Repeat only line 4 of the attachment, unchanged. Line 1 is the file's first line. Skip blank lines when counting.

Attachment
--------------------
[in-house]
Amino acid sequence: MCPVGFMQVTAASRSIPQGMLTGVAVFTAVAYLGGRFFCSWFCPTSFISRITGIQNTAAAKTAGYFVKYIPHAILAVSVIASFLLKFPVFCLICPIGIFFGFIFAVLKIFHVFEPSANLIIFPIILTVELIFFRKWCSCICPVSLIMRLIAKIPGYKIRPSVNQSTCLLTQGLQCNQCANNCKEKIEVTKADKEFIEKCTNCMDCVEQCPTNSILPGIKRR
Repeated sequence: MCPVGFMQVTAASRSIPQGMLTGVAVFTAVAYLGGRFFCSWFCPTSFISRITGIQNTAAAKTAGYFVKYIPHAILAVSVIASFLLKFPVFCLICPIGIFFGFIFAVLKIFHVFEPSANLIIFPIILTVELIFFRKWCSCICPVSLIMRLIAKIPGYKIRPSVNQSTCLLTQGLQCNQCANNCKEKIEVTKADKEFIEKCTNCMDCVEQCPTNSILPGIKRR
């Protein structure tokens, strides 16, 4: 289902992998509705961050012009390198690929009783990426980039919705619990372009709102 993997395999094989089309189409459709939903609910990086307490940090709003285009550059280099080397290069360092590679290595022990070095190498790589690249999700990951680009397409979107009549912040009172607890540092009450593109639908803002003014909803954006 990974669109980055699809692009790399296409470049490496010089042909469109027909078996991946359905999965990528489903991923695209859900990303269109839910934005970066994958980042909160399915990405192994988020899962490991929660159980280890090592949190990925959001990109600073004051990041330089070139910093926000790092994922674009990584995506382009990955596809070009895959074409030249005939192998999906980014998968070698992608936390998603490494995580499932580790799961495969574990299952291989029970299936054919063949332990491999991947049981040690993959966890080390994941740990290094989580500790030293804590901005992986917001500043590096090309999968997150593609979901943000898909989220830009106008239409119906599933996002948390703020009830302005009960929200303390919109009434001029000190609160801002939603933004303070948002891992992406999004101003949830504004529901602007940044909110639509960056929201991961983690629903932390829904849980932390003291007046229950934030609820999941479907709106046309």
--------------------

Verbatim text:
């Protein structure tokens, strides 16, 4: 289902992998509705961050012009390198690929009783990426980039919705619990372009709102 993997395999094989089309189409459709939903609910990086307490940090709003285009550059280099080397290069360092590679290595022990070095190498790589690249999700990951680009397409979107009549912040009172607890540092009450593109639908803002003014909803954006 990974669109980055699809692009790399296409470049490496010089042909469109027909078996991946359905999965990528489903991923695209859900990303269109839910934005970066994958980042909160399915990405192994988020899962490991929660159980280890090592949190990925959001990109600073004051990041330089070139910093926000790092994922674009990584995506382009990955596809070009895959074409030249005939192998999906980014998968070698992608936390998603490494995580499932580790799961495969574990299952291989029970299936054919063949332990491999991947049981040690993959966890080390994941740990290094989580500790030293804590901005992986917001500043590096090309999968997150593609979901943000898909989220830009106008239409119906599933996002948390703020009830302005009960929200303390919109009434001029000190609160801002939603933004303070948002891992992406999004101003949830504004529901602007940044909110639509960056929201991961983690629903932390829904849980932390003291007046229950934030609820999941479907709106046309």